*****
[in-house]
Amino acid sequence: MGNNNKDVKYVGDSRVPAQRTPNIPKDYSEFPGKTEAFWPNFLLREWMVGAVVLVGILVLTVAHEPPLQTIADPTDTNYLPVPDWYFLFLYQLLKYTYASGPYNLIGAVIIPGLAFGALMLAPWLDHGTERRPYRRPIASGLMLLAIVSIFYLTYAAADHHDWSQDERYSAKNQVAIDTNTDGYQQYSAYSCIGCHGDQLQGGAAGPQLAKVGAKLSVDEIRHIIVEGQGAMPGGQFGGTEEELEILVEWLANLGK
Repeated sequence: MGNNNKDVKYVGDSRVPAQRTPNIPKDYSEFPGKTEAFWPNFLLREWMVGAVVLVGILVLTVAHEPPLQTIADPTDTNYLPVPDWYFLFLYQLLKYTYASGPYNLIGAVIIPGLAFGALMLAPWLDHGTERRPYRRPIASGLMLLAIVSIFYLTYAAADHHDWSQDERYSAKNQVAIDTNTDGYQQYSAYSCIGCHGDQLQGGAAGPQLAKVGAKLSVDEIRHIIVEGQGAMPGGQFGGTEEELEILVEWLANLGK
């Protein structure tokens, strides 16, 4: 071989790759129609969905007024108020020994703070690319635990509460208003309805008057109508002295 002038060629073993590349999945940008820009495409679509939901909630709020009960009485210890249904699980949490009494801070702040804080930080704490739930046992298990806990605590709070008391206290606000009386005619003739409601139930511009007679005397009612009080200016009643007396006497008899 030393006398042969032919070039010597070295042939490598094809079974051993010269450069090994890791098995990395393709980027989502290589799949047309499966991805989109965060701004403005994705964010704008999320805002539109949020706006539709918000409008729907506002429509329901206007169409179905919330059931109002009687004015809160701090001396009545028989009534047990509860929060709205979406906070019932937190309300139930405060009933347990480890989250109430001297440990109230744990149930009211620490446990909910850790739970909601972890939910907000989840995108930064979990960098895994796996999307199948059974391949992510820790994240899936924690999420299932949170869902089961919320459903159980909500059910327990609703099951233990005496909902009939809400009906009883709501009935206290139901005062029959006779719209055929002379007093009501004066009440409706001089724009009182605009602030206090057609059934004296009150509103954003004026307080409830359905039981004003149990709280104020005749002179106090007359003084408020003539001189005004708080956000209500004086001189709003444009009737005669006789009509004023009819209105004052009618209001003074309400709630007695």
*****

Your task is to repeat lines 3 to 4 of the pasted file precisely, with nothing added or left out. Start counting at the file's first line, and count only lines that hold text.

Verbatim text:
Repeated sequence: MGNNNKDVKYVGDSRVPAQRTPNIPKDYSEFPGKTEAFWPNFLLREWMVGAVVLVGILVLTVAHEPPLQTIADPTDTNYLPVPDWYFLFLYQLLKYTYASGPYNLIGAVIIPGLAFGALMLAPWLDHGTERRPYRRPIASGLMLLAIVSIFYLTYAAADHHDWSQDERYSAKNQVAIDTNTDGYQQYSAYSCIGCHGDQLQGGAAGPQLAKVGAKLSVDEIRHIIVEGQGAMPGGQFGGTEEELEILVEWLANLGK
């Protein structure tokens, strides 16, 4: 071989790759129609969905007024108020020994703070690319635990509460208003309805008057109508002295 002038060629073993590349999945940008820009495409679509939901909630709020009960009485210890249904699980949490009494801070702040804080930080704490739930046992298990806990605590709070008391206290606000009386005619003739409601139930511009007679005397009612009080200016009643007396006497008899 030393006398042969032919070039010597070295042939490598094809079974051993010269450069090994890791098995990395393709980027989502290589799949047309499966991805989109965060701004403005994705964010704008999320805002539109949020706006539709918000409008729907506002429509329901206007169409179905919330059931109002009687004015809160701090001396009545028989009534047990509860929060709205979406906070019932937190309300139930405060009933347990480890989250109430001297440990109230744990149930009211620490446990909910850790739970909601972890939910907000989840995108930064979990960098895994796996999307199948059974391949992510820790994240899936924690999420299932949170869902089961919320459903159980909500059910327990609703099951233990005496909902009939809400009906009883709501009935206290139901005062029959006779719209055929002379007093009501004066009440409706001089724009009182605009602030206090057609059934004296009150509103954003004026307080409830359905039981004003149990709280104020005749002179106090007359003084408020003539001189005004708080956000209500004086001189709003444009009737005669006789009509004023009819209105004052009618209001003074309400709630007695």